A (Very) Early Look at Mozilla’s Boot2Gecko Mobile OS

When I got the news that Mozilla was planning to enter the Mobile OS battlefield, I have to admit that I was shocked. Mozilla does not seem like the organization that would be interested in the mobile space that Apple and Google have so spectacularly dominated. However, what really turned my head was when Mozilla boasted that its new mobile OS, coined Boot2Gecko, would be built entirely from Web technologies.

The Preview

A few days ago, being the curious developer I am, I checked out the Boot2Gecko repository on GitHub, where all the work is being done on Mozilla’s newest endeavor.  I was interested to see what it had gotten done so far, and was even more intrigued when I read on the Boot2Gecko MozillaWiki page that the OS would not be based on Android:

B2G uses some of the same low-level building blocks used in Android (Linux kernel, libusb, etc.) in order to reduce the burden on ODMs/OEMs to bring up B2G on new hardware. However, B2G is not based on Android, and will not be compatible with the Android stack (in particular B2G will not run Android applications).

With that statement in mind, I combed through the top layer of the code repository. I had cloned the repository locally so that I might be able to give the OS a trial run in an emulator. When I went to build, however, things seemed eerily familiar.

A little background: I’ve done a tiny bit of work with custom Android ROMs in the past, contributing a few things to the CyanogenMod project. Suffice it to say, I know my way around Android and its build system.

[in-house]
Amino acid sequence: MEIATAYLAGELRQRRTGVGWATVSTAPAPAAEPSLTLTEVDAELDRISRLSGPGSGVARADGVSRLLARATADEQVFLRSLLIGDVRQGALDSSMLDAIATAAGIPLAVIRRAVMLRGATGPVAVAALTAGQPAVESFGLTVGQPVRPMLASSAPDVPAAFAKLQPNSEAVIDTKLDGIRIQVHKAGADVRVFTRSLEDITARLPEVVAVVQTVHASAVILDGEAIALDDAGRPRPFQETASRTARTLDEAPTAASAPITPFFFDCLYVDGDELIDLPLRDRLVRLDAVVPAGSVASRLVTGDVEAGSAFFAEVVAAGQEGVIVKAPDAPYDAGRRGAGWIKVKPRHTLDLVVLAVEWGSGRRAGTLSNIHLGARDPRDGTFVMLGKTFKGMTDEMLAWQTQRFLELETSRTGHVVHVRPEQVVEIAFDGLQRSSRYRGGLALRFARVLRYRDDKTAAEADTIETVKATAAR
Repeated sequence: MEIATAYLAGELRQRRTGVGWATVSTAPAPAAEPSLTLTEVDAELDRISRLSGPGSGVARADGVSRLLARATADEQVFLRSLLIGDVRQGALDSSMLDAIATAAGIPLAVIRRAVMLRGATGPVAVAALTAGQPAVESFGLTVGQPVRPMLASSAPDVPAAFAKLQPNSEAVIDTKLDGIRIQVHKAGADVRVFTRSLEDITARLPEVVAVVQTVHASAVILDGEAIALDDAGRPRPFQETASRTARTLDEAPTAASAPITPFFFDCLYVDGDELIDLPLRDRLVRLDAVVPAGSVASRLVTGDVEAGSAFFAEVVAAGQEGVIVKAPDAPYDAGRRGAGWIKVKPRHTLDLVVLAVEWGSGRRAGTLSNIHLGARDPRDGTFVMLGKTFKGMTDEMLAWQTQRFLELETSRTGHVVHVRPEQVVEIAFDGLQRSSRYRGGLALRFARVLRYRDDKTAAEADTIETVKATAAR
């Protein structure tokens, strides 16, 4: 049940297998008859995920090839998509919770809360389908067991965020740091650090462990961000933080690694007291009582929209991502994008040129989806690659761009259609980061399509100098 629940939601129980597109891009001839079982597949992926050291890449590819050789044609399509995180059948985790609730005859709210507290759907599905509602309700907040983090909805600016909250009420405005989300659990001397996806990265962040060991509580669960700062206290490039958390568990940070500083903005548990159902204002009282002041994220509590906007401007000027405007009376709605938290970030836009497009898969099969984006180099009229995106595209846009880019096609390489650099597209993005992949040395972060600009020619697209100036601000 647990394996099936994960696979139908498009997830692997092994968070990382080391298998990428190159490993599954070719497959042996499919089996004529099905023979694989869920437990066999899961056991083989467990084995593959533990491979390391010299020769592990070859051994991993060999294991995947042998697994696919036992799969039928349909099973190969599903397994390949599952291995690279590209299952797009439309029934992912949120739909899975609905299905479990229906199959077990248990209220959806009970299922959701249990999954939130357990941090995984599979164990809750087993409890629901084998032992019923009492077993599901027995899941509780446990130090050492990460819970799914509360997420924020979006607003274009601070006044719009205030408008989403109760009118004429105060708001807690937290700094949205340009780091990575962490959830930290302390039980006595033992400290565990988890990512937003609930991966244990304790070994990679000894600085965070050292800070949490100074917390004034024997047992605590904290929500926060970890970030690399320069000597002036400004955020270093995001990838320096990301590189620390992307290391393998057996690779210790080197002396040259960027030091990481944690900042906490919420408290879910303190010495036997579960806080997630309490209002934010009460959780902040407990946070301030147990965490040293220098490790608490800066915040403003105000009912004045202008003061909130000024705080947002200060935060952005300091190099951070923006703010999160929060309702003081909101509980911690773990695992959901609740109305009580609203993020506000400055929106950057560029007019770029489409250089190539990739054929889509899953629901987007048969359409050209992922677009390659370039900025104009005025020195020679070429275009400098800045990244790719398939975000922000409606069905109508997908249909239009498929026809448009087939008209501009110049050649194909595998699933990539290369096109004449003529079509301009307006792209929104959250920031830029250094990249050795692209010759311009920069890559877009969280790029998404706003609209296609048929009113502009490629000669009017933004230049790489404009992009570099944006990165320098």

With that said, when I went to build Boot2Gecko, I learned that what Mozilla had done was literally this: clone the Gingerbread branch of the AOSP code repositories and proceeded to begin stripping it of its Android-specific layers. I was a bit thrown off by this, since the wiki page had said that Boot2Gecko wouldn’t be based on Android, but then understood what it meant: Android has already established a stable build environment as well as a stable mobile Linux environment from which Boot2Gecko can be bootstrapped. Boot2Gecko uses the close-to-the-hardware system components Android is built on. But rather than boot into a Dalvik runtime (Google’s implementation of the Java VM for mobile devices) and the rest of the Android platform, Boot2Gecko instead replaces Dalvik in favor of Gecko, Mozilla’s layout engine that powers its browser, Firefox. From there, Boot2Gecko loads Gaia, Mozilla’s mobile user experience built entirely from Web technologies powered by Gecko.

A (Very) Early Look at Mozilla's Boot2Gecko Mobile OSA (Very) Early Look at Mozilla's Boot2Gecko Mobile OS

After this, I went ahead and built an emulator image as I was eager to take Boot2Gecko for a spin (or what is ready to be spun, that is). The emulator image boots via Android’s QEMU port — no surprises there. I was greeted with a familiar lock screen, which (after a bit of bumbling with my fingers) I figured out had to be swiped upwards in order to unlock. The pull-down notification area from Android seems to still be intact, and there is no telling whether Mozilla will keep this scheme or not. I was then presented with the home screen application, full of icons that reminded me somewhat of Chrome’s new tab page. I tried my best to maneuver around the incredible amount of lag present (most likely due to the fact that it was being run on an emulator; you’d better blame me for being too lazy to port it over to my phone).